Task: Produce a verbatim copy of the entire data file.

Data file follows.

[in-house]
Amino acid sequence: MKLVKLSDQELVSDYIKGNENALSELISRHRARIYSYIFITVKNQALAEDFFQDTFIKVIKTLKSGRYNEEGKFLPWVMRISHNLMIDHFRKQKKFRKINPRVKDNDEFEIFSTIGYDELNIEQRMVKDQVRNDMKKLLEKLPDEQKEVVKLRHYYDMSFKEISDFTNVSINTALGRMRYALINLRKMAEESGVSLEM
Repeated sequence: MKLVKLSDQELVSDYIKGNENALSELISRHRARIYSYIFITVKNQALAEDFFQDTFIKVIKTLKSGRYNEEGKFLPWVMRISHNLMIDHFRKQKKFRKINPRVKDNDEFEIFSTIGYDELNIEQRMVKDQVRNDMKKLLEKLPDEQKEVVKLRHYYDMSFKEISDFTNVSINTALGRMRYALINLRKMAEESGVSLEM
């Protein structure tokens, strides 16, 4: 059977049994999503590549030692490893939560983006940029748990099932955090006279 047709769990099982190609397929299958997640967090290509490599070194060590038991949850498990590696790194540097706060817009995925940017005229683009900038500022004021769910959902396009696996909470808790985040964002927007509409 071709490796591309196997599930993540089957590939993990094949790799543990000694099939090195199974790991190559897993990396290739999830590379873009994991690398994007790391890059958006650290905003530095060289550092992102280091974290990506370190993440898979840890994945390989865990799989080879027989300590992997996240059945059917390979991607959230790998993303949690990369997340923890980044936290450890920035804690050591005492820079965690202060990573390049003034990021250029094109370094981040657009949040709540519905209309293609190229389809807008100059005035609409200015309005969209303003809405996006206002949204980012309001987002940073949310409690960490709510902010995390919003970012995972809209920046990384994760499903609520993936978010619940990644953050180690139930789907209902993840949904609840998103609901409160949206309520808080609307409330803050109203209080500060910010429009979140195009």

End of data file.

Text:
[in-house]
Amino acid sequence: MKLVKLSDQELVSDYIKGNENALSELISRHRARIYSYIFITVKNQALAEDFFQDTFIKVIKTLKSGRYNEEGKFLPWVMRISHNLMIDHFRKQKKFRKINPRVKDNDEFEIFSTIGYDELNIEQRMVKDQVRNDMKKLLEKLPDEQKEVVKLRHYYDMSFKEISDFTNVSINTALGRMRYALINLRKMAEESGVSLEM
Repeated sequence: MKLVKLSDQELVSDYIKGNENALSELISRHRARIYSYIFITVKNQALAEDFFQDTFIKVIKTLKSGRYNEEGKFLPWVMRISHNLMIDHFRKQKKFRKINPRVKDNDEFEIFSTIGYDELNIEQRMVKDQVRNDMKKLLEKLPDEQKEVVKLRHYYDMSFKEISDFTNVSINTALGRMRYALINLRKMAEESGVSLEM
């Protein structure tokens, strides 16, 4: 059977049994999503590549030692490893939560983006940029748990099932955090006279 047709769990099982190609397929299958997640967090290509490599070194060590038991949850498990590696790194540097706060817009995925940017005229683009900038500022004021769910959902396009696996909470808790985040964002927007509409 071709490796591309196997599930993540089957590939993990094949790799543990000694099939090195199974790991190559897993990396290739999830590379873009994991690398994007790391890059958006650290905003530095060289550092992102280091974290990506370190993440898979840890994945390989865990799989080879027989300590992997996240059945059917390979991607959230790998993303949690990369997340923890980044936290450890920035804690050591005492820079965690202060990573390049003034990021250029094109370094981040657009949040709540519905209309293609190229389809807008100059005035609409200015309005969209303003809405996006206002949204980012309001987002940073949310409690960490709510902010995390919003970012995972809209920046990384994760499903609520993936978010619940990644953050180690139930789907209902993840949904609840998103609901409160949206309520808080609307409330803050109203209080500060910010429009979140195009």